Recent archaeological finds show that Lisbon grew around a pre-Roman settlement on the hill of the Castelo de São Jorge, as its ancient name, Olissipo, indicates.[54] During the Second Punic War, Mago, the younger brother of Hannibal Barca, was stationed with his troops among the Cynetes, or Conii, in the Algarve,[55] while Hasdrubal Gisco was encamped at the mouth of the Tagus on the Atlantic coast.[56] After the defeat of Hannibal at the Battle of Zama in 202 BC, Rome decided to deprive Carthage of its most valuable possession, Hispania (the name given by the Romans to the whole of the Iberian Peninsula). With the decisive victory of Scipio at the Battle of Ilipa in Spain in 206 BC, the Carthaginian hold in Iberia was broken.

Following the defeat of the Carthaginians in eastern Hispania, the pacification of the West was led by Consul Decimus Junius Brutus Callaicus.[57] Brutus obtained the alliance of Olissipo by integrating it into the Empire in 138 BC. when the Romans sought to conquer the Lusitanians and other peoples of the northwest Iberian Peninsula.[57] He also fortified the city, building defensive city walls against Lusitanian raids and rebellions. The townspeople fought beside the Roman legions against the Celtic tribes; in return the city became a Municipium Cives Romanorum and was given the name Olisipo Felicitas Julia[58] by either Julius Caesar or Octavian.[59] Local authorities were granted self-rule over a territory that extended 50 kilometres (31 mi), and was integrated within the Roman province of Lusitania, whose capital was Emerita Augusta. The city was granted the Latin Rights (ius Latii), giving its citizens the privileges of Roman citizenship and exempting them from paying taxes. The city population was around 30,000 at the time.[60] Among the majority of Latin speakers lived a large minority of Greek traders and slaves.

Earthquakes were documented in 60 BC, several from 47 to 44 BC, several in 33 AD and a strong quake in 382 AD, but the exact amount of damage to the city is unknown.[61] The town was located between the Castle Hill and the Baixa,[62] but most riparian areas were at the time still submerged by the Tagus. Olissipo in Roman times was an important commercial centre,[63] providing a link between the northern countries and the Mediterranean Sea. Its main products were garum, a fish sauce considered a luxury,[64] salt and the Lusitanian horses renowned in antiquity.[65][66]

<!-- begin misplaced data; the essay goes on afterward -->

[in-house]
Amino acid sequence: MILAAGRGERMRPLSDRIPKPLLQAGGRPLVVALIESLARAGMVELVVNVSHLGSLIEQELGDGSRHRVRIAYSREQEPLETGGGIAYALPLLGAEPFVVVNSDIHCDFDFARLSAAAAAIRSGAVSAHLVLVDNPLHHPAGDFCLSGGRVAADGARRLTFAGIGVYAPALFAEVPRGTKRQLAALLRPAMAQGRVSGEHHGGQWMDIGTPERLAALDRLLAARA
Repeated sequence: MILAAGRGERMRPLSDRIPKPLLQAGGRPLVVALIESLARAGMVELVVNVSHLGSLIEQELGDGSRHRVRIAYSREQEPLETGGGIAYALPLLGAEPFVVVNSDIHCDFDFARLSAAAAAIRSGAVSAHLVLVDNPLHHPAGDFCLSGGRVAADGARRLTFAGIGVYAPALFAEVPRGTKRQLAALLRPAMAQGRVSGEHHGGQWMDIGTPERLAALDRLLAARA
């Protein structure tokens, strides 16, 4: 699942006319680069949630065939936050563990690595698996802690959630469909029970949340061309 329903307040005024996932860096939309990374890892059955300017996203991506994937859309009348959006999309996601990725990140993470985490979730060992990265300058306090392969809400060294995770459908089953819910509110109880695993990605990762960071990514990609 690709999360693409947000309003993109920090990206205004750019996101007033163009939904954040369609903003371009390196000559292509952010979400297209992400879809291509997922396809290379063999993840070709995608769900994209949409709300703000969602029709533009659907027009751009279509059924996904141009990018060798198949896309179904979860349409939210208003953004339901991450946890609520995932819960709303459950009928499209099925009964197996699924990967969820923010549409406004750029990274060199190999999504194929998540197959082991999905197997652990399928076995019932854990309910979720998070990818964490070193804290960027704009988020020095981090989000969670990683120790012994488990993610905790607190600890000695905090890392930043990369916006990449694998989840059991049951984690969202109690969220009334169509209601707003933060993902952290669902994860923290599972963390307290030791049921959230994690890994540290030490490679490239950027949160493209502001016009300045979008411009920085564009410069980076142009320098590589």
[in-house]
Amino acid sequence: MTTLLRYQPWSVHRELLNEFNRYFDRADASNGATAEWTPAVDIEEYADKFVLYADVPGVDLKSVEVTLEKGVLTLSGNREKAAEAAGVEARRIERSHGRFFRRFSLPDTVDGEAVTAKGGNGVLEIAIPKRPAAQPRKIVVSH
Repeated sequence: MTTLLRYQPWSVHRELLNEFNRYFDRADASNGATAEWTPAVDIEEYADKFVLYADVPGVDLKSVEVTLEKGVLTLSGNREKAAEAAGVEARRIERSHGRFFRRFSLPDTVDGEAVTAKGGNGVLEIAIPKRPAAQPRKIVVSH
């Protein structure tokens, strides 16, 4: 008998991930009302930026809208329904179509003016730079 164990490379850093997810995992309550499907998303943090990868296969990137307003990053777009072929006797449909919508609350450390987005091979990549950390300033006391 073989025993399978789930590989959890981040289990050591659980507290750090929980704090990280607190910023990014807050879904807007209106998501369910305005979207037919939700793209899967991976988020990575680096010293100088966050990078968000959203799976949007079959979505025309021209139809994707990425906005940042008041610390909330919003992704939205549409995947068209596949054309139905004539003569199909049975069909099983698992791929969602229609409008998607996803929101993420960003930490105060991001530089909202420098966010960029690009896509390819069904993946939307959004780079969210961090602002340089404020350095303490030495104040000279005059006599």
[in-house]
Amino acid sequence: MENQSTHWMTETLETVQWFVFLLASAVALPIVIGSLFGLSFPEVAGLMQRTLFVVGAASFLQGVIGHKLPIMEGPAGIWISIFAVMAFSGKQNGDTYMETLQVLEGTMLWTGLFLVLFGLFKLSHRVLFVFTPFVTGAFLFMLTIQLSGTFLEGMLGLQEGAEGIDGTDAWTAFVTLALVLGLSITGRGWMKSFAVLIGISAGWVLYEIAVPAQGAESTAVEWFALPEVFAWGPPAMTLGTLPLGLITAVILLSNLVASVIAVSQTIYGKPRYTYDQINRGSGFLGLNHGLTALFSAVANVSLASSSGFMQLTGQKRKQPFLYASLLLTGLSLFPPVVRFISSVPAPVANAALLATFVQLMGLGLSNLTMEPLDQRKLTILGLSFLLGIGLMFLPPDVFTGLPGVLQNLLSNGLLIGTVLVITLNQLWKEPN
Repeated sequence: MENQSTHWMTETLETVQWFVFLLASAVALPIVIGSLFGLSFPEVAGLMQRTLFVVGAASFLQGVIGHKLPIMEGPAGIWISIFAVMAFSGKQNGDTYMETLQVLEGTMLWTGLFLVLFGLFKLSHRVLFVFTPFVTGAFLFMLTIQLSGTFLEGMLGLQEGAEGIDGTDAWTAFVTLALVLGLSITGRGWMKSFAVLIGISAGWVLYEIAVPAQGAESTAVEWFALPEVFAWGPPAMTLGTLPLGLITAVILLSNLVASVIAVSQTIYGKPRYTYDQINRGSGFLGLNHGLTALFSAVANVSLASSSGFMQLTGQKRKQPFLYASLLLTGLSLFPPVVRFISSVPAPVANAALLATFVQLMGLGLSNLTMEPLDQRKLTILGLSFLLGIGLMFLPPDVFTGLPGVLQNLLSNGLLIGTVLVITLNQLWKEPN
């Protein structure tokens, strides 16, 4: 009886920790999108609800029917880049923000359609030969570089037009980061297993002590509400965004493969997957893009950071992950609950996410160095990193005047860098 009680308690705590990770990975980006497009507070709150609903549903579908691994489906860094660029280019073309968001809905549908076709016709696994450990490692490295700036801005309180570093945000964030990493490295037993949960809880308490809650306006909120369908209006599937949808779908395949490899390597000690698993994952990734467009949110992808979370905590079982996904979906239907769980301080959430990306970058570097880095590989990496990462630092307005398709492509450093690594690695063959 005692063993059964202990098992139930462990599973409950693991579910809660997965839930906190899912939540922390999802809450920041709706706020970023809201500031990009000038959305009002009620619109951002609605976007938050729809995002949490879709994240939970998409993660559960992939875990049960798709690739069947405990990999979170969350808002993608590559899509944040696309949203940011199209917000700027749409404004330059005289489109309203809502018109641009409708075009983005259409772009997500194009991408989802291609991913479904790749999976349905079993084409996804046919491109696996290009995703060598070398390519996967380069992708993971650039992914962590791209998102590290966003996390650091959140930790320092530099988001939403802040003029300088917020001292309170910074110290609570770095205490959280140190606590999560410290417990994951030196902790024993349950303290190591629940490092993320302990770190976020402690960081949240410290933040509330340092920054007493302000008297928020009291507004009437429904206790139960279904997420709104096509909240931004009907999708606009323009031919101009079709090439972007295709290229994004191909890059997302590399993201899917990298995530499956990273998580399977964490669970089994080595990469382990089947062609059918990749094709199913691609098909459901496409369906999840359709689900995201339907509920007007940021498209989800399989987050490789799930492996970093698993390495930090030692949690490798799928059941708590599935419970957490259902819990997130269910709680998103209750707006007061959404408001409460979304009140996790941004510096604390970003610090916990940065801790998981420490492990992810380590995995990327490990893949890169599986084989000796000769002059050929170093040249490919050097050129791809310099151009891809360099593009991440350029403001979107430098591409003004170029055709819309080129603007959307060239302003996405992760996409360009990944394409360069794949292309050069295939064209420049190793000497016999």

Invasions and the Germanic tribes[edit]

Visigothic Kingdom

After the disintegration of the Roman empire and the subsequent feudalisation of society, the first waves of invaders, including Alans, Germanic tribes, Huns, and others, swept into the peninsula. Initially accepted as settlers in lands depopulated by the terrible epidemics (probably measles and smallpox) that killed much of the population, their incursions soon gave way to military expeditions with the sole object of plunder and conquest.

In the early 5h century the Vandals took Olissipo, followed by the Alans. In 419 Olissipo was plundered and burnt by the Visigothic king Walia, who founded the Visigothic kingdom in Spain.[67] Remismund conquered Lisbon in 468 with the help of a Hispano-Roman called Lusídio,[68] and finally in 469 it was integrated into the Suevi kingdom whose capital city was Braga. After the invasion, the Visigoths set up their court in Toledo and following several wars during the 6th century, conquered the Suevi, thus unifying the Iberian Peninsula, including the city they called Ulixbona.[69] During this tumultuous time, Lisbon lost its political links with Constantinople, but not its commercial connections. Merchant Greeks, Syrians, Jews, and others from the East formed communities[70] that exchanged local products with the Byzantine Empire, Asia and India.

Middle Ages[edit]

Al-Us̲h̲būna: Muslim Lisbon[edit]

The visible profile of the Castle of São Jorge overlooking the historical centre of Lisbon

After three centuries of looting by invaders and the devastation of its economy, Ulixbona was reduced to little more than a village by the beginning of the 8th century. In 711, taking advantage of a civil war in the Visigothic Kingdom, the Arabs, led by Tariq ibn Ziyad, invaded the Iberian Peninsula with their Moorish troops. Ulixbona, like the rest of the western peninsula, was conquered by the troops of Abdelaziz ibn Musa, a son of Tariq, who took the city in 714.[71]

Lisbon, known to the Arabs as "al-Us̲h̲būna" or al-ʾIšbūnah الأشبونة,[72] again became a major commercial and administrative centre for the territory along the Tagus, collecting its raw products and exchanging them for goods from the Arabic Mediterranean, particularly Morocco, Tunisia, Egypt, Syria and Iraq. According to contemporary accounts, the city was one of the largest cities in Europe at the time, several times larger than Paris and London, which then had only 5,000–10,000 inhabitants each.[73]

Most of the Hispano-Roman inhabitants adopted the Arabic language and Islamic religion of the Muslim invaders, who, although a minority among the population, had become the new elite. The members of the Mozarabic Christian population had their own bishop, and were speakers of Arabic, or a variety of Vulgar Latin. Mozarabic, a Romance language similar to that spoken in Galicia and the northern provinces, was tolerated by the Muslim authorities as one of the rights of residence allowed the dhimmi, in exchange for their paying a tax, the jizyah.[74] This Mozarabic community, which followed the heretical Arian Christian rites and customs of the Visigoths, was usually ostracised by Roman Catholics.